SARS-CoV-2 Antiviral Testing

In vitro antiviral activity of CRV431 toward SARS-CoV-2 was demonstrated by Dr. Tom Hobman, Professor and Member of the Li Ka Shing Institute of Virology at University of Alberta. SARS-CoV-2 replication was assessed in three cell lines by measurement of viral RNA and secretion of infectious virus from the cells. CRV431 decreased one or both markers of SARS-CoV-2 in all cell types and in all experiments. The extent of SARS-CoV-2 reduction was dependent on CRV431 concentration, cell type, and type of measurement but in some experiments exceeded 90%.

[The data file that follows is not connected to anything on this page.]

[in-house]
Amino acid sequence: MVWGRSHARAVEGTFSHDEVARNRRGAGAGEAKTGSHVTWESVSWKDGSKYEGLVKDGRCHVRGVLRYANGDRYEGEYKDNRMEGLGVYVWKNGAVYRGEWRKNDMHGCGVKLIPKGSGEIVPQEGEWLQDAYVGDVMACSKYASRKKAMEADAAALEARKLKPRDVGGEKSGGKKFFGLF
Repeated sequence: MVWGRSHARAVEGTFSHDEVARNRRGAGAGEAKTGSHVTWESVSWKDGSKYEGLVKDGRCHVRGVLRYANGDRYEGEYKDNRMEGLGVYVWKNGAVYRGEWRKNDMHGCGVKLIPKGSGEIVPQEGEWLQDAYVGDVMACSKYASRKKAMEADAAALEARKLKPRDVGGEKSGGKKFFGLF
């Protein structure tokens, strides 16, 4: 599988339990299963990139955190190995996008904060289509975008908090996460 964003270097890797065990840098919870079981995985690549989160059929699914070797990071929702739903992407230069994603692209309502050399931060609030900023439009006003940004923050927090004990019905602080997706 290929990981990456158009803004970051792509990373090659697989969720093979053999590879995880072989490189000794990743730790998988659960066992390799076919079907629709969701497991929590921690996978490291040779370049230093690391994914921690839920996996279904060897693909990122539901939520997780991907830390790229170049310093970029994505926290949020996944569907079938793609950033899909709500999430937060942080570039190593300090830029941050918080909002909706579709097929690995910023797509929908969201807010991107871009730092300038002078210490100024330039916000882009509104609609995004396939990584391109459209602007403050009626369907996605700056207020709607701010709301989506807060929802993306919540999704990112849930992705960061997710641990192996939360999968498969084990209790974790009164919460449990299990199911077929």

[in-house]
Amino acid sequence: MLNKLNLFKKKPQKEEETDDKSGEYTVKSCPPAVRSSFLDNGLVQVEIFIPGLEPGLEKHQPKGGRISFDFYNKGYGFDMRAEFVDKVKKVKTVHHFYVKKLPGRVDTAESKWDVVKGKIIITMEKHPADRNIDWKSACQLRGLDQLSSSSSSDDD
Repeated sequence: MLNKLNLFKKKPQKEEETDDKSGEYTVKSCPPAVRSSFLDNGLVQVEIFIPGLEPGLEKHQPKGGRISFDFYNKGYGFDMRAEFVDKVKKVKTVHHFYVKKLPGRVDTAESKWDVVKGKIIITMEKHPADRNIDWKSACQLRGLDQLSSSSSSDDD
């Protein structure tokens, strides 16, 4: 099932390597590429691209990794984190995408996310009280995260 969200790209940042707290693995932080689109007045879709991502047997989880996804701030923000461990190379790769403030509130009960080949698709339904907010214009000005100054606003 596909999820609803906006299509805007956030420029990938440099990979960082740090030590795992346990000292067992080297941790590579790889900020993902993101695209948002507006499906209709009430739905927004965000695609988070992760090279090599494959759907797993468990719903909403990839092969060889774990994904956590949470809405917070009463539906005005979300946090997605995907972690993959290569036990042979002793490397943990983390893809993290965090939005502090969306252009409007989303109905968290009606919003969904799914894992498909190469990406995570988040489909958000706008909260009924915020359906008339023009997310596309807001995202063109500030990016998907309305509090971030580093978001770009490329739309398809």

Dr. Daren Ure, Hepion's Chief Scientific Officer, stated, "Antiviral activity in these cell lines was relatively modest, but the experiments demonstrated that CRV431 definitely has the capacity to attenuate SARS-CoV-2. Further testing is warranted in more robust experimental systems to evaluate the magnitude of CRV431's effects. Dr. Hobman's results are consistent with many studies on SARS-CoV-2 and the closely related SARS virus that indicate that blocking the binding of these viruses to cellular cyclophilin molecules, the molecular target of CRV431, is a novel and potentially effective antiviral strategy. In our view, it is biologically incredible and fortuitous that inhibition of cyclophilins can simultaneously reduce antiviral activity and decrease acute lung injury. These activities are in addition to CRV431's antifibrotic properties which have been observed in many preclinical models, including explanted human lung tissue, and which also is proposed to be beneficial for COVID-19 patients with severe lung disease.3,4 To our knowledge, no other drug candidate has such a range of activities that are relevant to treating patients infected with SARS-CoV-2."